Skip to content


April 19, 2012

Despite having some background in the German language, and at least according to Wikipedia (the ultimate qualifier of 21st Century America), I have been pronouncing Fritz Leiber’s name wrong for about thirty-five years. In German you pronounce the second letter in the ei or ie combinations, so Leiber is pronounced LIE (as in, to tell a lie)-ber. Entschuldige mich, Herr Leiber.

Fritz Leiber is another of the great sword & sorcery authors who have influenced my writing for years, and particularly with Arron of the Black Forest.

Like me, Leiber was influenced himself by H.P. Lovecraft, and some of his earlier stories borrow from the Lovecraft Mythos. Over a very long career starting in the pulps he wrote a great deal of exceptional science fiction and other stuff, but he’s still best known as one of the fathers of pulp sword & sorcery.

I first ran across his name in the back of the first edition Dungeons & Dragons Dungeon Masters Guide. On page 224 (of 232 pages) we find Appendix N: Inspirational and Educational Reading, and it’s a list that anyone interested in fantasy should track down and consider a sort of summer reading list. Though chances are, if you’re reading this, you’ve probably read most or all of these books, many of which (like The Hobbit and what Gygax called “Ring Trilogy”) are undisputed classics of the genre.

And on that list is: Leiber, Fritz. “Fafhrd & Gray Mouser” Series; et al.

Right around the time I found this list in my brand new DMG, there was some talk (I’m pretty sure at least) in the pages of Dragon magazine that much of the core assumptions of the D&D rules set—especially the magic system—was inspired by Leiber’s Fafhrd and the Gray Mouser stories. If that wasn’t an invitation to a young fantasy fan and first-generation RPGer to read that series, well, I mean, come on!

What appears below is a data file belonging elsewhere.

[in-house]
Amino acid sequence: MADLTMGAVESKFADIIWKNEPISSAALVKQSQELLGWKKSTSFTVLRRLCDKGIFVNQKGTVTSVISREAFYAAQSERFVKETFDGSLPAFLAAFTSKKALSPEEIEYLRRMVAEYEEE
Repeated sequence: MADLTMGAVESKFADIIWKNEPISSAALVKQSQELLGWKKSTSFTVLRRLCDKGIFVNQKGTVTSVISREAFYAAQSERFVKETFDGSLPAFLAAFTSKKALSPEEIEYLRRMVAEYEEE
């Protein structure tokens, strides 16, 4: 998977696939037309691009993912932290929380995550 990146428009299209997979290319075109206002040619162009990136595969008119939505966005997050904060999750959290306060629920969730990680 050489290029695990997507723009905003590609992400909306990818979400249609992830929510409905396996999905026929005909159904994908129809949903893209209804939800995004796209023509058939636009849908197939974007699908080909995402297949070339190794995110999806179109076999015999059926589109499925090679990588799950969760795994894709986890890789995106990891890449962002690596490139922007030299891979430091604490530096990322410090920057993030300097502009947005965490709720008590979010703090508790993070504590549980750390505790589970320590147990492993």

And read it I did. Honestly I don’t think I’ve read every single one of the Fafhrd and the Gray Mouser stories, but I should. That’s a goal I won’t mind completing.

What made me think of Leiber again is that I’ve been (oh so very slowly) working my way through Otto Penzler’s mammoth anthology The Big Book of Adventure Stories and came to Leiber’s Fafhrd story “The Seven Black Priests.” I’m pretty sure I’ve read the story before, though in 197(ahem) . . . but reading it again now from this perspective was eye opening.

How did “The Seven Black Priests” influence D&D, and, therefore, me?

Let’s see:

The story takes place in and around a strange mound that bears a striking resemblance to the classic D&D module The Tomb of Horrors.

The currency of Leiber’s world: goldpieces. Gygax made that two words for D&D.

Were the eponymous black priests the inspiration for Gygax’s version of the drow? Let’s go ahead and say, “probably,” to that one.

And there’s more—lots more—especially as you keep reading in the series. It’s close enough, in fact, that over the years TSR has published several D&D game products set in Lankhmar under license from Leiber.

Even if you aren’t a D&D player, though, you owe it to yourself to catch up with Fritz Leiber. His brand of sword & sorcery is rather less earnest than Robert E. Howard’s. Leiber’s sense of humor is more evident and he may be the best of all time in balancing comedy and action. There are a handful of great chuckles to be found in every Fafhrd story, but I’ve never felt dismissed or made fun of the way too much “humorous” fantasy makes me feel. The jokes come from the characters and the situations, not from anything nearing a contempt for the genre or the audience.

Fritz Leiber is truly one of the greats, and as much as Howard and Lovecraft, his influence is liberally sprinkled throughout The Haunting of Dragon’s Cliff and the entire world of Arron of the Black Forest.


—Philip Athans


One Comment leave one →
  1. April 19, 2012 10:53 pm

    I always think of Michael Moorcock’s Eternal Champion cycle (s) as a big influence on D&D worldview– Chaotic & Lawful, Good & Evil

Leave a Reply

Fill in your details below or click an icon to log in: Logo

You are commenting using your account. Log Out /  Change )

Google+ photo

You are commenting using your Google+ account. Log Out /  Change )

Twitter picture

You are commenting using your Twitter account. Log Out /  Change )

Facebook photo

You are commenting using your Facebook account. Log Out /  Change )


Connecting to %s

%d bloggers like this: